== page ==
Youngsters Caring for Adults with Cancer

Authors

  • Marie F. Gates,

    Corresponding author
    1. Marie F. Gates, RN, PhD, is an Associate Professor; Nancy R Lackey, RN, PhD, is a Professor; both are at the School of Nursing, University of Missouri-Kansas City, Missouri.
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  • Nancy R Lackey

    1. Marie F. Gates, RN, PhD, is an Associate Professor; Nancy R Lackey, RN, PhD, is a Professor; both are at the School of Nursing, University of Missouri-Kansas City, Missouri.
    Search for more papers by this author

  • The authors acknowledge funding by Sigma Theta Tau International, Inc. The authors also acknowledge expert consultation by Pamela S. Hinds, RN, PhD, Coordinator of Nursing Research and Associate Director for Behavioral Medicine at St. Jude Children's Research Hospital, Memphis, Tennessee and Kathleen Knafl, RN, PhD, Executive Associate Dean for Research and Faculty Development, University of Illinois College of Nursing, Chicago, Illinois.

Dr. Gates, 2220 Holmes Street, Kansas City, MO 64108–2676.

Abstract

Purpose: To describe the caregiving provided by children and adolescents for adults with cancer. Because nurses are assuming an increasingly prominent role in working with caregivers, it is necessary to understand young caregivers.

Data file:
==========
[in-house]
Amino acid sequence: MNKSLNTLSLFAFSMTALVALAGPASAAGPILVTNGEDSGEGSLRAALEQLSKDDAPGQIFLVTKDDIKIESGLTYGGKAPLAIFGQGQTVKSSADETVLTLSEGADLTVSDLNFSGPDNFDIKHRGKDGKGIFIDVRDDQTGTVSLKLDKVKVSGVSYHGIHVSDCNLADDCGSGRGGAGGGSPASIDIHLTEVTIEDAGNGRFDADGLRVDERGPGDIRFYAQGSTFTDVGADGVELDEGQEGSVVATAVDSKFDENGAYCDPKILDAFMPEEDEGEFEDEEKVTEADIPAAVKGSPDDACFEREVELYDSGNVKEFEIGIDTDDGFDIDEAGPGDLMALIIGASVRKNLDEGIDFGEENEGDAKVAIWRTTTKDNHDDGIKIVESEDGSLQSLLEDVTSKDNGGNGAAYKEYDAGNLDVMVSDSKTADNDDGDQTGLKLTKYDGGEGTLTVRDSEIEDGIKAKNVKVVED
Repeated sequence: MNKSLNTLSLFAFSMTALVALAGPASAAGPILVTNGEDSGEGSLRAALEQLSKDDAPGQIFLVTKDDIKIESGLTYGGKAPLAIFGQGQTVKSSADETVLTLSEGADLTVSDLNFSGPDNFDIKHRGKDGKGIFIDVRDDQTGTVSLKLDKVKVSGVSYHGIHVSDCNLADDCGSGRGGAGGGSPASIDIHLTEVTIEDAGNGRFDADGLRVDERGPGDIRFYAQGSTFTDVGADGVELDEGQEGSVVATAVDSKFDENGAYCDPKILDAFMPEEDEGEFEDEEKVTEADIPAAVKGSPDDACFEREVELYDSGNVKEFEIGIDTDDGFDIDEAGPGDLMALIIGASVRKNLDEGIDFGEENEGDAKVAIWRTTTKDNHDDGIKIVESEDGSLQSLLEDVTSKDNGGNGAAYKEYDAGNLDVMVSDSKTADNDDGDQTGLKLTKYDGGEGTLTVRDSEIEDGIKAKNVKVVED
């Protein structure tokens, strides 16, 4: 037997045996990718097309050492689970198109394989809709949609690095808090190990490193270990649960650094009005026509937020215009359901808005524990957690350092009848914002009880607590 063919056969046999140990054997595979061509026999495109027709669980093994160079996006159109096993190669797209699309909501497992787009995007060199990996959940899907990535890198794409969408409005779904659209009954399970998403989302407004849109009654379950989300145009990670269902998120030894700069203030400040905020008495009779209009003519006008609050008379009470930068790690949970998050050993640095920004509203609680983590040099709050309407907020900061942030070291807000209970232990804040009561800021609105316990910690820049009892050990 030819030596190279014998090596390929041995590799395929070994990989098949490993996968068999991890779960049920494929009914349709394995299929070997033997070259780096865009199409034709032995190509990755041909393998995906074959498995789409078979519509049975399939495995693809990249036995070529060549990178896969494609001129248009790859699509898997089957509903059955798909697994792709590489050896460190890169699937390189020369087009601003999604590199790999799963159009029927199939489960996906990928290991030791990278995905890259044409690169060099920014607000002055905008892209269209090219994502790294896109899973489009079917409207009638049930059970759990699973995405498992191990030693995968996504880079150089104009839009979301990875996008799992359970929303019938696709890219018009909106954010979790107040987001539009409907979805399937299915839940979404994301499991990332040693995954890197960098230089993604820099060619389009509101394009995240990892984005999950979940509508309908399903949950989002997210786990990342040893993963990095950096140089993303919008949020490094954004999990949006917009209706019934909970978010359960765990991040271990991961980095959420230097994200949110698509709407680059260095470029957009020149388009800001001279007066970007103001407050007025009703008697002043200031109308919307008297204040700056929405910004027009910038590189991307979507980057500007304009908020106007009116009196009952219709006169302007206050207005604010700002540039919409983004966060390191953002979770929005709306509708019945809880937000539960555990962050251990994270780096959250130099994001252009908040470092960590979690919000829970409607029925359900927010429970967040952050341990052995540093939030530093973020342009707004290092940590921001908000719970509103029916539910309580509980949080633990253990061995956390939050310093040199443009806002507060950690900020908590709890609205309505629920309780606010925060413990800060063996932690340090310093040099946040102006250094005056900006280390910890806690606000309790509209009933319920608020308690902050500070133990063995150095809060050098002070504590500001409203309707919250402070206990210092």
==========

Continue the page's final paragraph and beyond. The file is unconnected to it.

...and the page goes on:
Design: The population of interest was youngsters aged 10 to 19 caring for adults at home with cancer. Eleven children and adolescents in seven families were recruited, 1993–1994, through purposive sampling from hospices and cancer clinics.

Methods: Phenomenologic interviews, ethnographic interviews and selected participant observation experiences, and identification of needs through an unstructured survey were used.

Findings: “Hard, but gratifying” emerged as the dominant phenomenologic description of caregiving. Emergent ethnographic themes indicated caregiving by children and adolescents was an expectation of family life. School and church were described as avenues for social support for youngsters in care-giving situations.

Conclusions: Youngsters aged 10 to 19 are caring for adults with cancer at home. Further descriptive study of youngsters caring for adults with cancer is needed.

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